Reconstruction of insulated seawater sampling bottle designed by Captain Phipps and Dr Irving

1773 (original); 1980s in unknown place and United Kingdom
Constantine John Phipps
Reconstruction of the insulated water-bottle made by Phipps and

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Reconstruction of the insulated water-bottle made by Phipps and
Science Museum Group
© The Board of Trustees of the Science Museum

Reconstruction of insulated bottle for sampling seawater designed by Captain Constantine Phipps and Dr Irving in 1773 and used aboard HMS Racehorse, made in the UK, 1980s. The reconstruction shows the layers of insulation to preserve the temperature of the sample.

HMS Racehorse was one of two ships despatched on an expedition in 1773 to search for an Arctic route through to the Pacific Ocean. The expedition was sanctioned by the Admiralty and supported by the Royal Society and George III. The scientific work undertaken during the cruise was intended to resolve certain problems of navigation in high latitudes where the proximity of the Earth’s magnetic pole made compass readings unreliable. The voyage reached a latitude of 80 degrees and 48 minutes north before ice made further progress impossible.

Phipps took the opportunity during calm weather to make observations of the depth and temperature of the sea, and to measure current flow. Aware of the possible effect of pressure on the thermometer with which he had been equipped, Phipps tried an alternative method of measuring the water temperature. With the help of the ship’s surgeon, Dr Irving, he insulated a bottle by wrapping it in a series of wool, oilskin, leather and tarred canvas covers, hoping by this means to bring a sample of water to the surface without its temperature being changed on the way up. It might then be measured on deck, where the thermometer would give a reading which was not affected by pressure. The observations which he obtained by the two different methods did not coincide. Phipps had no means of telling which was correct; in hindsight we now know that his thermometer was unreliable at depth; that in the Arctic Ocean the deepest water is not always the coldest; and that Irving’s waterbottle was unlikely to have recovered water from precisely the depth intended.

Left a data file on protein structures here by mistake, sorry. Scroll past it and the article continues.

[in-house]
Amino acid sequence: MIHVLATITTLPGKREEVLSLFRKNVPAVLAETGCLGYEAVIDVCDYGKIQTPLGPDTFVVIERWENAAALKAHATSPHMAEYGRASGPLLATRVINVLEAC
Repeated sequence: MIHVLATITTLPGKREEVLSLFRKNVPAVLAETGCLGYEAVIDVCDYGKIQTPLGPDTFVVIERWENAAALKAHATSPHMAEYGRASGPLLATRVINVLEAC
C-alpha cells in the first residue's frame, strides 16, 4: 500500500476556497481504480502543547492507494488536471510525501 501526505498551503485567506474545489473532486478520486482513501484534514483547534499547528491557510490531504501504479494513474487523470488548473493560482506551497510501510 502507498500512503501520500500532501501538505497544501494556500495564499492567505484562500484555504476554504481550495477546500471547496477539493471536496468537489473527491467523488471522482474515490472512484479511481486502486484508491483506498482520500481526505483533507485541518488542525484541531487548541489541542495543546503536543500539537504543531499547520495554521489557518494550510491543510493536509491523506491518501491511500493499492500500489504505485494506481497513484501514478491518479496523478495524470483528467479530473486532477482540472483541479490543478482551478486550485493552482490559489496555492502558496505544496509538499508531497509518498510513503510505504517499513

Object Number:
cord, glass, cotton wool, hardboard, fibreglass and textile
overall: 250 mm x x , 125 mm, 1.07kg
insulated water bottle and replica